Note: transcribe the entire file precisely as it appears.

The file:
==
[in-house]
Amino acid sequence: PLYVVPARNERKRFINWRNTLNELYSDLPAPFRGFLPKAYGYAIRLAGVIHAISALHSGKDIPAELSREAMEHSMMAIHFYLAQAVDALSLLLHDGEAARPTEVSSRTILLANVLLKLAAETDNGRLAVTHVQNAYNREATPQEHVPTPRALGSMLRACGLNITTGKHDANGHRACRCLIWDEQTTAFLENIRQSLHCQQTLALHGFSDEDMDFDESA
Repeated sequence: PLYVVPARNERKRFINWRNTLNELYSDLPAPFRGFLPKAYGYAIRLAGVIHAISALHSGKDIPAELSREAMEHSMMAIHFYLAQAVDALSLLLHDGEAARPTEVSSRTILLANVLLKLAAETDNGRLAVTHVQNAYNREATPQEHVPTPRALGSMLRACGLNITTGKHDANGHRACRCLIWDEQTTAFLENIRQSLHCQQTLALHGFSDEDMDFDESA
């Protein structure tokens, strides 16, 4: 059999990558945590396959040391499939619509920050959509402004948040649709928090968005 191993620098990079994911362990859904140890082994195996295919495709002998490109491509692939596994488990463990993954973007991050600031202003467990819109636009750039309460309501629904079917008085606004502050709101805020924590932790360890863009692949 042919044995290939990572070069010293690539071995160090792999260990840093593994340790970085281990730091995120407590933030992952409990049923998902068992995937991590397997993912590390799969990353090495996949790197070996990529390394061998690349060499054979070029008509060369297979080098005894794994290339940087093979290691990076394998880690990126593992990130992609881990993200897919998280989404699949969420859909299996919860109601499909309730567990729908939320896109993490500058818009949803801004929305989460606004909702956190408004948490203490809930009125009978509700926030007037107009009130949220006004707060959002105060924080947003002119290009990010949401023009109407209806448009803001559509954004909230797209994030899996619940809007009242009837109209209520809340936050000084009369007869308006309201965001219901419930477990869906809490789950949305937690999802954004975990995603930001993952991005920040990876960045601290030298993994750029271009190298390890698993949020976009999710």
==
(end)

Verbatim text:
[in-house]
Amino acid sequence: PLYVVPARNERKRFINWRNTLNELYSDLPAPFRGFLPKAYGYAIRLAGVIHAISALHSGKDIPAELSREAMEHSMMAIHFYLAQAVDALSLLLHDGEAARPTEVSSRTILLANVLLKLAAETDNGRLAVTHVQNAYNREATPQEHVPTPRALGSMLRACGLNITTGKHDANGHRACRCLIWDEQTTAFLENIRQSLHCQQTLALHGFSDEDMDFDESA
Repeated sequence: PLYVVPARNERKRFINWRNTLNELYSDLPAPFRGFLPKAYGYAIRLAGVIHAISALHSGKDIPAELSREAMEHSMMAIHFYLAQAVDALSLLLHDGEAARPTEVSSRTILLANVLLKLAAETDNGRLAVTHVQNAYNREATPQEHVPTPRALGSMLRACGLNITTGKHDANGHRACRCLIWDEQTTAFLENIRQSLHCQQTLALHGFSDEDMDFDESA
């Protein structure tokens, strides 16, 4: 059999990558945590396959040391499939619509920050959509402004948040649709928090968005 191993620098990079994911362990859904140890082994195996295919495709002998490109491509692939596994488990463990993954973007991050600031202003467990819109636009750039309460309501629904079917008085606004502050709101805020924590932790360890863009692949 042919044995290939990572070069010293690539071995160090792999260990840093593994340790970085281990730091995120407590933030992952409990049923998902068992995937991590397997993912590390799969990353090495996949790197070996990529390394061998690349060499054979070029008509060369297979080098005894794994290339940087093979290691990076394998880690990126593992990130992609881990993200897919998280989404699949969420859909299996919860109601499909309730567990729908939320896109993490500058818009949803801004929305989460606004909702956190408004948490203490809930009125009978509700926030007037107009009130949220006004707060959002105060924080947003002119290009990010949401023009109407209806448009803001559509954004909230797209994030899996619940809007009242009837109209209520809340936050000084009369007869308006309201965001219901419930477990869906809490789950949305937690999802954004975990995603930001993952991005920040990876960045601290030298993994750029271009190298390890698993949020976009999710």